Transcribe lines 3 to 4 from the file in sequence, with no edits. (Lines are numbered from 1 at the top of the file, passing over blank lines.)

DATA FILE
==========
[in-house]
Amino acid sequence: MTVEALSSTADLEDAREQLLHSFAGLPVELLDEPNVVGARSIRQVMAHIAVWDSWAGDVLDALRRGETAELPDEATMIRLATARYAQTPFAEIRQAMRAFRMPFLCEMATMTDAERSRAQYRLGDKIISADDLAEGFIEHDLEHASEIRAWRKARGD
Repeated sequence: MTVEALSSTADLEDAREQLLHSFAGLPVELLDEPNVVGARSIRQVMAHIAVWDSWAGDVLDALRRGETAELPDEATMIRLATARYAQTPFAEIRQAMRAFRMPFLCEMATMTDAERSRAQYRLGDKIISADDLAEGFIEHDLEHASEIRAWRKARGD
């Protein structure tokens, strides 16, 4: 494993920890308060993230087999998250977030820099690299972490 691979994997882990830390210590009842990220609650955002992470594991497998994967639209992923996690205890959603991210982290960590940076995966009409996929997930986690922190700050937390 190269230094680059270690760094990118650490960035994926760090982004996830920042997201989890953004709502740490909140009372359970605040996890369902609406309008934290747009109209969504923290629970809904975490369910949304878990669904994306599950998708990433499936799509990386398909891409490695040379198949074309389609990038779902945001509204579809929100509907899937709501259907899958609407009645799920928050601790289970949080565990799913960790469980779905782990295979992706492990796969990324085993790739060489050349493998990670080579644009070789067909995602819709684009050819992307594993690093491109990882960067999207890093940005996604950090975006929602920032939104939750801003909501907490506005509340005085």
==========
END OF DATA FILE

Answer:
Repeated sequence: MTVEALSSTADLEDAREQLLHSFAGLPVELLDEPNVVGARSIRQVMAHIAVWDSWAGDVLDALRRGETAELPDEATMIRLATARYAQTPFAEIRQAMRAFRMPFLCEMATMTDAERSRAQYRLGDKIISADDLAEGFIEHDLEHASEIRAWRKARGD
């Protein structure tokens, strides 16, 4: 494993920890308060993230087999998250977030820099690299972490 691979994997882990830390210590009842990220609650955002992470594991497998994967639209992923996690205890959603991210982290960590940076995966009409996929997930986690922190700050937390 190269230094680059270690760094990118650490960035994926760090982004996830920042997201989890953004709502740490909140009372359970605040996890369902609406309008934290747009109209969504923290629970809904975490369910949304878990669904994306599950998708990433499936799509990386398909891409490695040379198949074309389609990038779902945001509204579809929100509907899937709501259907899958609407009645799920928050601790289970949080565990799913960790469980779905782990295979992706492990796969990324085993790739060489050349493998990670080579644009070789067909995602819709684009050819992307594993690093491109990882960067999207890093940005996604950090975006929602920032939104939750801003909501907490506005509340005085």